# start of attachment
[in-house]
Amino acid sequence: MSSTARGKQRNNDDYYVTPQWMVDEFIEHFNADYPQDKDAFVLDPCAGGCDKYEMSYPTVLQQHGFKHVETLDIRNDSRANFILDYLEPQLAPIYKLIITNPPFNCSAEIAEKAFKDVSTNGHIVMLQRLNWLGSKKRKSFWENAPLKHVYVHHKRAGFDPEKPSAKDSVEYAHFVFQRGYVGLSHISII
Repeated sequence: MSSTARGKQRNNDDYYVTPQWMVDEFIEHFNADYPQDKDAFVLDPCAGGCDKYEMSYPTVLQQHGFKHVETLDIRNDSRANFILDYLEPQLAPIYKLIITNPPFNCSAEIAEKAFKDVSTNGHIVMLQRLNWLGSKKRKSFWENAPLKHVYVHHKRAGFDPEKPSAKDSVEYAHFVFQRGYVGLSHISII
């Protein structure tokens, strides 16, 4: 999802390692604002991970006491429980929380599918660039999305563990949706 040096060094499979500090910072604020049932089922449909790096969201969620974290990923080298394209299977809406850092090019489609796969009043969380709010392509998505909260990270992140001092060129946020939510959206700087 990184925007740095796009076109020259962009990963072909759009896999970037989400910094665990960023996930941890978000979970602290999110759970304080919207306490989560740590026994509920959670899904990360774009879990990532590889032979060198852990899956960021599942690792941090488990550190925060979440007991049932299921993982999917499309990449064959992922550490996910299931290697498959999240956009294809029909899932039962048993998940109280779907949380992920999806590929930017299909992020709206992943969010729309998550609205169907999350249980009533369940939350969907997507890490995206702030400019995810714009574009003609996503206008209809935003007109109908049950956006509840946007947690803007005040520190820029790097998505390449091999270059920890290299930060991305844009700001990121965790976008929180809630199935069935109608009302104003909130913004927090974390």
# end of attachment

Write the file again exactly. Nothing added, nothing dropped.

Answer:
[in-house]
Amino acid sequence: MSSTARGKQRNNDDYYVTPQWMVDEFIEHFNADYPQDKDAFVLDPCAGGCDKYEMSYPTVLQQHGFKHVETLDIRNDSRANFILDYLEPQLAPIYKLIITNPPFNCSAEIAEKAFKDVSTNGHIVMLQRLNWLGSKKRKSFWENAPLKHVYVHHKRAGFDPEKPSAKDSVEYAHFVFQRGYVGLSHISII
Repeated sequence: MSSTARGKQRNNDDYYVTPQWMVDEFIEHFNADYPQDKDAFVLDPCAGGCDKYEMSYPTVLQQHGFKHVETLDIRNDSRANFILDYLEPQLAPIYKLIITNPPFNCSAEIAEKAFKDVSTNGHIVMLQRLNWLGSKKRKSFWENAPLKHVYVHHKRAGFDPEKPSAKDSVEYAHFVFQRGYVGLSHISII
């Protein structure tokens, strides 16, 4: 999802390692604002991970006491429980929380599918660039999305563990949706 040096060094499979500090910072604020049932089922449909790096969201969620974290990923080298394209299977809406850092090019489609796969009043969380709010392509998505909260990270992140001092060129946020939510959206700087 990184925007740095796009076109020259962009990963072909759009896999970037989400910094665990960023996930941890978000979970602290999110759970304080919207306490989560740590026994509920959670899904990360774009879990990532590889032979060198852990899956960021599942690792941090488990550190925060979440007991049932299921993982999917499309990449064959992922550490996910299931290697498959999240956009294809029909899932039962048993998940109280779907949380992920999806590929930017299909992020709206992943969010729309998550609205169907999350249980009533369940939350969907997507890490995206702030400019995810714009574009003609996503206008209809935003007109109908049950956006509840946007947690803007005040520190820029790097998505390449091999270059920890290299930060991305844009700001990121965790976008929180809630199935069935109608009302104003909130913004927090974390």